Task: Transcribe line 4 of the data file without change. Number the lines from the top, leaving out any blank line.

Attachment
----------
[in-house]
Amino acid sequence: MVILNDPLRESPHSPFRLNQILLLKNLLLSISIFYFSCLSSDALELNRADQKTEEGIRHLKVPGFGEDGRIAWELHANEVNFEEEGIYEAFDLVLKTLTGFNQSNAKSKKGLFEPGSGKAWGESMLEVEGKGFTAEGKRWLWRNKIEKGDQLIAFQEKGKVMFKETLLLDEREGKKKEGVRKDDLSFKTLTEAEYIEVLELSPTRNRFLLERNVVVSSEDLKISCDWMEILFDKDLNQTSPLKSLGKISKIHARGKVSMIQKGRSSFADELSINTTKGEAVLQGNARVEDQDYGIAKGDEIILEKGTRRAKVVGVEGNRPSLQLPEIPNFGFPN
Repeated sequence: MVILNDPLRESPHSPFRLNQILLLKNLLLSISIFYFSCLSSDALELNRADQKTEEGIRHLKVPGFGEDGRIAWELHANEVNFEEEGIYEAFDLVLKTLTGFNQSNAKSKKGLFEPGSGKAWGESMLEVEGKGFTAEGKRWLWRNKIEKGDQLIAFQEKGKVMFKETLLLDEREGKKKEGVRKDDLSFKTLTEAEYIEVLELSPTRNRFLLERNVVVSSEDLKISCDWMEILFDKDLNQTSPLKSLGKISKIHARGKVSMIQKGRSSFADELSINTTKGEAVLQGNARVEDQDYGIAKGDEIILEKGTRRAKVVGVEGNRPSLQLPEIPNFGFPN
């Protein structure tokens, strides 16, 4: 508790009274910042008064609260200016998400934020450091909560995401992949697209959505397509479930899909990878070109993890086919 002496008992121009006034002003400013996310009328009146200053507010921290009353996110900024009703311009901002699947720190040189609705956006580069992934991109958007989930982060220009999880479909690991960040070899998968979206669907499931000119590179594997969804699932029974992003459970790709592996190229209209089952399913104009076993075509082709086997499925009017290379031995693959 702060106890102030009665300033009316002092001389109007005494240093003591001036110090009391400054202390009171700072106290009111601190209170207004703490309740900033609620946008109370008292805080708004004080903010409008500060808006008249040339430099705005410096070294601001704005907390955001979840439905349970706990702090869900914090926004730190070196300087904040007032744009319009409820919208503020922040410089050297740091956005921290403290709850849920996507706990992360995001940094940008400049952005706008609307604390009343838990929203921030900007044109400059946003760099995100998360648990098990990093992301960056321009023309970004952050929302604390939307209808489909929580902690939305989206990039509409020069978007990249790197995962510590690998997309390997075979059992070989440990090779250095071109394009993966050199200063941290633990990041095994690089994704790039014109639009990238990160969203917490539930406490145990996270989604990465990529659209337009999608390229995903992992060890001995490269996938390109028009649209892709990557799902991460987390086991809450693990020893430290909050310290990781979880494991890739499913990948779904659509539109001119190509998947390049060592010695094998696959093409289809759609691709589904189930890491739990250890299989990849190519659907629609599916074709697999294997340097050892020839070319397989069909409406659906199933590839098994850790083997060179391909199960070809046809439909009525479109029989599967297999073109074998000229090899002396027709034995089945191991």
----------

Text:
């Protein structure tokens, strides 16, 4: 508790009274910042008064609260200016998400934020450091909560995401992949697209959505397509479930899909990878070109993890086919 002496008992121009006034002003400013996310009328009146200053507010921290009353996110900024009703311009901002699947720190040189609705956006580069992934991109958007989930982060220009999880479909690991960040070899998968979206669907499931000119590179594997969804699932029974992003459970790709592996190229209209089952399913104009076993075509082709086997499925009017290379031995693959 702060106890102030009665300033009316002092001389109007005494240093003591001036110090009391400054202390009171700072106290009111601190209170207004703490309740900033609620946008109370008292805080708004004080903010409008500060808006008249040339430099705005410096070294601001704005907390955001979840439905349970706990702090869900914090926004730190070196300087904040007032744009319009409820919208503020922040410089050297740091956005921290403290709850849920996507706990992360995001940094940008400049952005706008609307604390009343838990929203921030900007044109400059946003760099995100998360648990098990990093992301960056321009023309970004952050929302604390939307209808489909929580902690939305989206990039509409020069978007990249790197995962510590690998997309390997075979059992070989440990090779250095071109394009993966050199200063941290633990990041095994690089994704790039014109639009990238990160969203917490539930406490145990996270989604990465990529659209337009999608390229995903992992060890001995490269996938390109028009649209892709990557799902991460987390086991809450693990020893430290909050310290990781979880494991890739499913990948779904659509539109001119190509998947390049060592010695094998696959093409289809759609691709589904189930890491739990250890299989990849190519659907629609599916074709697999294997340097050892020839070319397989069909409406659906199933590839098994850790083997060179391909199960070809046809439909009525479109029989599967297999073109074998000229090899002396027709034995089945191991």